• Ogino S, Nosho K, Irahara N, Shima K, Baba Y, Kirkner GJ, Mino-Kenudson M, Giovannucci EL, Meyerhardt JA, Fuchs CS. Negative lymph node count is associated with survival of colorectal cancer patients, independent of tumoral molecular alterations and lymphocytic reaction. Am J Gastroenterol 2010;105:420-433.
    • Firestein R, Shima K, Nosho K, Irahara N, Baba Y, Bojarski E, Giovannucci EL, Hahn WC, Fuchs CS, Ogino S. CDK8 expression in 470 colorectal cancers in relation to -catenin activation, other molecular alterations and patient survival. Int J Cancer 2010: in press (published online).
    • Irahara N, Nosho K, Baba Y, Shima K, Lindeman NI, Hazra A, Schernhammer ES, Hunter DJ, Fuchs CS, Ogino S. Precision of Pyrosequencing assay to measure LINE-1 methylation in colon cancer, normal colonic mucosa and peripheral blood cells. J Mol Diagn 2010;12:177-183.
    • Baba Y, Nosho K, Shima K, Irahara N, Chan AT, Meyerhardt JA, Chung DC, Giovannucci EL, Fuchs CS, Ogino S. HIF1A overexpression is associated with poor prognosis in a cohort of 731 colorectal cancers. Am J Pathol 2010: in press.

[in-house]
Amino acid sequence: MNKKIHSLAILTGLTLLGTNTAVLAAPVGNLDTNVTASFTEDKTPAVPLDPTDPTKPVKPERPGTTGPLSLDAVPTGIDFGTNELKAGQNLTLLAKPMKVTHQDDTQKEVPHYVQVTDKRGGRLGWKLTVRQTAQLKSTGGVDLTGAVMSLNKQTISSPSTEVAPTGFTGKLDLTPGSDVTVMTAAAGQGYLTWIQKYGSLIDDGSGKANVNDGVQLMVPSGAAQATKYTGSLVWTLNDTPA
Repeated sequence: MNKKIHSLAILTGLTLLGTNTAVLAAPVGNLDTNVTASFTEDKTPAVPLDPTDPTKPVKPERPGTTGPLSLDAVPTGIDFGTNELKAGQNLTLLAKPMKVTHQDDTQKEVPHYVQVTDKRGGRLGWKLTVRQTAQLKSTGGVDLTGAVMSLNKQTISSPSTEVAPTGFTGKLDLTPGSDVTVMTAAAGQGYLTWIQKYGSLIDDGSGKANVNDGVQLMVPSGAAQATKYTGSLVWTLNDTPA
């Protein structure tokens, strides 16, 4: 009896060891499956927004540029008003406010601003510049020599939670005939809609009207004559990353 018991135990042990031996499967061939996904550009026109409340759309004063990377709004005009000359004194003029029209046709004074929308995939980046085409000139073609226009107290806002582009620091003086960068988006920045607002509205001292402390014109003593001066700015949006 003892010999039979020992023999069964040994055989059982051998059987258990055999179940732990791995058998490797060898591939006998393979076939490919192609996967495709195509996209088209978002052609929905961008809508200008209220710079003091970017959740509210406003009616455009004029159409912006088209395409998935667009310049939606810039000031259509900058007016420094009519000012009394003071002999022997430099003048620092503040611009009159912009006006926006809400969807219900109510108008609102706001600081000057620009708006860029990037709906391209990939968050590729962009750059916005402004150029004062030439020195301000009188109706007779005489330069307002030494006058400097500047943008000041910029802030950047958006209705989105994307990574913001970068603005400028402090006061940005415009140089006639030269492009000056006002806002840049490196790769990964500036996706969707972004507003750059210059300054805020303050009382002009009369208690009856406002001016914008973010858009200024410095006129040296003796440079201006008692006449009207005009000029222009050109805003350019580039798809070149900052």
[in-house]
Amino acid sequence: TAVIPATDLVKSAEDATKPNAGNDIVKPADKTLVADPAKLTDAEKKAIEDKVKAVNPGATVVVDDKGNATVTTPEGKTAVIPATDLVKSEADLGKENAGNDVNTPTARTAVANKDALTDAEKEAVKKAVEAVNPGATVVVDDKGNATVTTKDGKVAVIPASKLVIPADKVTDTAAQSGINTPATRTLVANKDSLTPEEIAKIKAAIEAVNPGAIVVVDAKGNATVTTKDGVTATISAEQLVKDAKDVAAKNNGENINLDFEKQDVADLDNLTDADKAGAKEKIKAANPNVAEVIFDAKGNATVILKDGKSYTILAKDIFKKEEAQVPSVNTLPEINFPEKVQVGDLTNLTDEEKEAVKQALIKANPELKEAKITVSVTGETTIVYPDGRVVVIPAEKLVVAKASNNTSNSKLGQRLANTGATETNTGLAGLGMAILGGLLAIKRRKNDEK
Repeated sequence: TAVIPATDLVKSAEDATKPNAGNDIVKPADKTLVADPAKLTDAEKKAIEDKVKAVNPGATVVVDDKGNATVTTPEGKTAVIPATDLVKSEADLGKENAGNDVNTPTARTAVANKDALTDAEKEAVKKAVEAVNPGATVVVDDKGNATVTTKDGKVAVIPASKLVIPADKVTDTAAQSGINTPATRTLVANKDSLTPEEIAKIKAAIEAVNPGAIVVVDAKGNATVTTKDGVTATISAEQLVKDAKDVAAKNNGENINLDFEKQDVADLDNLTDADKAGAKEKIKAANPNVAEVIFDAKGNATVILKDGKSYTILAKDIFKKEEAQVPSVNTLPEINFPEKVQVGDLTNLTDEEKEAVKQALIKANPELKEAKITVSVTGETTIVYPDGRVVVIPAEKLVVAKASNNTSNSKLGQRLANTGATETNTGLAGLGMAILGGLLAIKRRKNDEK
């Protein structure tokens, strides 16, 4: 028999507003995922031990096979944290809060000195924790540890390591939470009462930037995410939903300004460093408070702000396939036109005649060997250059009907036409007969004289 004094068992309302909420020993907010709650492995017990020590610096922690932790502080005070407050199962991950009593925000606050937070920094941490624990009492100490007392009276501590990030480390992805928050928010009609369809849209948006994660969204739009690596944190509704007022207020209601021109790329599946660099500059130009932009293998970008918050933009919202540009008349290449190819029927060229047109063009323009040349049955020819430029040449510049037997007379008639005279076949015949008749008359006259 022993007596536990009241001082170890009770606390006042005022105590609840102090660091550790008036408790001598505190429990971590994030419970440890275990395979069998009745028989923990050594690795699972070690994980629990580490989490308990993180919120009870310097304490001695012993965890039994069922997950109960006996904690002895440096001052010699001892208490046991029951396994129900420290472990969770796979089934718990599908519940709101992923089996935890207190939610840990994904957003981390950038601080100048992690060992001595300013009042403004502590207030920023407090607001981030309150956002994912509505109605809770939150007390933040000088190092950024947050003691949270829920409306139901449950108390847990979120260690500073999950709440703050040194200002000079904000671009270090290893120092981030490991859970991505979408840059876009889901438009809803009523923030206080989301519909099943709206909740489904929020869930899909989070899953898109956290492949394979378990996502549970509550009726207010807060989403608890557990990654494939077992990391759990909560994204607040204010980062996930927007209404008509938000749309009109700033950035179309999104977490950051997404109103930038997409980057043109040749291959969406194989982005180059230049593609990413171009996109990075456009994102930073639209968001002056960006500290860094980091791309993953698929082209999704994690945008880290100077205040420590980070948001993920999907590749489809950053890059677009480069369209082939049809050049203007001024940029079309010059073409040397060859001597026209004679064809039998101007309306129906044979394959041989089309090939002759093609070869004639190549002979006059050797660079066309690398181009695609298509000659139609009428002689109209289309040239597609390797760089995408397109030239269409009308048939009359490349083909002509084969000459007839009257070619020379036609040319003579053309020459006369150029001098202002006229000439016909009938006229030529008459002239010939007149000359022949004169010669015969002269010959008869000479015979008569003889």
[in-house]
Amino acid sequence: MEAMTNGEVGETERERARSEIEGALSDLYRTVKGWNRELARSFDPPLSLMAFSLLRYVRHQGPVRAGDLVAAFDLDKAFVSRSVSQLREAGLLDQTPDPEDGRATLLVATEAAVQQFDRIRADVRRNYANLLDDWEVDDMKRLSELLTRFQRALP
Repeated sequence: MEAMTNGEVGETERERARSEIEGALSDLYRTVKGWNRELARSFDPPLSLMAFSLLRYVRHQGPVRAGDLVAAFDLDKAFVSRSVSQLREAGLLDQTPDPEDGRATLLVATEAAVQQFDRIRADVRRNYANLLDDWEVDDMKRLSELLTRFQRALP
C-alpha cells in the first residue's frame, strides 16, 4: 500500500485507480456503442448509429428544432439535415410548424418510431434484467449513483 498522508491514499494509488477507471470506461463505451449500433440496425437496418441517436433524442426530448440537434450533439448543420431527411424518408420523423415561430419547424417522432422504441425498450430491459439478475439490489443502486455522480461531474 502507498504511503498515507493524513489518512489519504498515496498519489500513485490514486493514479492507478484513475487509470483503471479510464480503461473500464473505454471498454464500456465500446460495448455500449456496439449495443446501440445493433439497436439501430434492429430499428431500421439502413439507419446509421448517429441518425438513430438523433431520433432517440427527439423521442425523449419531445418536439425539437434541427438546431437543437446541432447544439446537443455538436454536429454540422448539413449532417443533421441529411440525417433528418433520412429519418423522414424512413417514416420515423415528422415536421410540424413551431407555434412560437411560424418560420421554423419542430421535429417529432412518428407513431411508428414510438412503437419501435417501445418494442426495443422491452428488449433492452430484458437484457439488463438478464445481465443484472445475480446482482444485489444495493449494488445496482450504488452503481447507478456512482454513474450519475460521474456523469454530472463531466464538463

• Baba Y, Nosho K, Shima K, Goessling W, Chan AT, Ng K, Chan JA, Giovannucci EL, Fuchs CS, Ogino S. PTGER2 overexpression in colorectal cancer is associated with microsatellite instability, independent of CpG island methylator phenotype. Cancer Epidemiol Biomarkers Prev 2010;19:822-831.
    • Worthley DL, Whitehall VLJ, Buttenshaw RL, Irahara N, Greco SA, Ramsnes I, Mallitt K, Le Leu RK, Winter J, Hu Y, Ogino S, Young GP, Leggett BA. DNA methylation within the normal colorectal mucosa is associated with pathway specific predisposition to cancer. Oncogene 2010: in press.
    • Ogino S, Stampfer M. Lifestyle factors and microsatellite instability in colorectal cancer: the evolving field of molecular pathological epidemiology [editorial]. J Natl Cancer Inst 2010: in press (published online).

    Trainees

    • Imamura, Yu, MD, PhD
    • Liao, Xiaoyun, MD, PhD
    • Qian, Zhirong, MD, PhD
    • Kuchiba, Aya, PhD
    • Yamauchi, Mai, PhD
    • Nishihara, Reiko, PhD
    • Jung, Seungyoun, ScD
    • Inamura, Kentaro, MD, PhD
    • Kim, Sun A., MD, PhD
    • Sukawa, Yasutaka, MD, PhD
    • Mima, Kosuke, MD, PhD
    • Fitzgerald, Kathryn, MS